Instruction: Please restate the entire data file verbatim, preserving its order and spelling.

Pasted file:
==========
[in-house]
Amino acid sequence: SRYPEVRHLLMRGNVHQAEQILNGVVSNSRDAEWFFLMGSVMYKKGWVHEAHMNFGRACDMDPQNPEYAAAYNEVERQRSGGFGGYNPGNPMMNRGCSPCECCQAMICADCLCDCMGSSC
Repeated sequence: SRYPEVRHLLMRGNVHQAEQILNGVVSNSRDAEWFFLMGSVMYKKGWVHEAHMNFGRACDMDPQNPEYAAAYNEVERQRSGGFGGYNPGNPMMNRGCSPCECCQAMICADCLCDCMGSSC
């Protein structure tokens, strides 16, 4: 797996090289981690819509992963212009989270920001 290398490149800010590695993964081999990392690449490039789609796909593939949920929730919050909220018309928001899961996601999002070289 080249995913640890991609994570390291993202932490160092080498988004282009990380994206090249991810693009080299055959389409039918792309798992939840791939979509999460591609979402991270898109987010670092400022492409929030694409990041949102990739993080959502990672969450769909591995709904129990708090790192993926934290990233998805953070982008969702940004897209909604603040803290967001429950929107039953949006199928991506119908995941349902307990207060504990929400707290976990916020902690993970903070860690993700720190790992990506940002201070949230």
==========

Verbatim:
[in-house]
Amino acid sequence: SRYPEVRHLLMRGNVHQAEQILNGVVSNSRDAEWFFLMGSVMYKKGWVHEAHMNFGRACDMDPQNPEYAAAYNEVERQRSGGFGGYNPGNPMMNRGCSPCECCQAMICADCLCDCMGSSC
Repeated sequence: SRYPEVRHLLMRGNVHQAEQILNGVVSNSRDAEWFFLMGSVMYKKGWVHEAHMNFGRACDMDPQNPEYAAAYNEVERQRSGGFGGYNPGNPMMNRGCSPCECCQAMICADCLCDCMGSSC
């Protein structure tokens, strides 16, 4: 797996090289981690819509992963212009989270920001 290398490149800010590695993964081999990392690449490039789609796909593939949920929730919050909220018309928001899961996601999002070289 080249995913640890991609994570390291993202932490160092080498988004282009990380994206090249991810693009080299055959389409039918792309798992939840791939979509999460591609979402991270898109987010670092400022492409929030694409990041949102990739993080959502990672969450769909591995709904129990708090790192993926934290990233998805953070982008969702940004897209909604603040803290967001429950929107039953949006199928991506119908995941349902307990207060504990929400707290976990916020902690993970903070860690993700720190790992990506940002201070949230």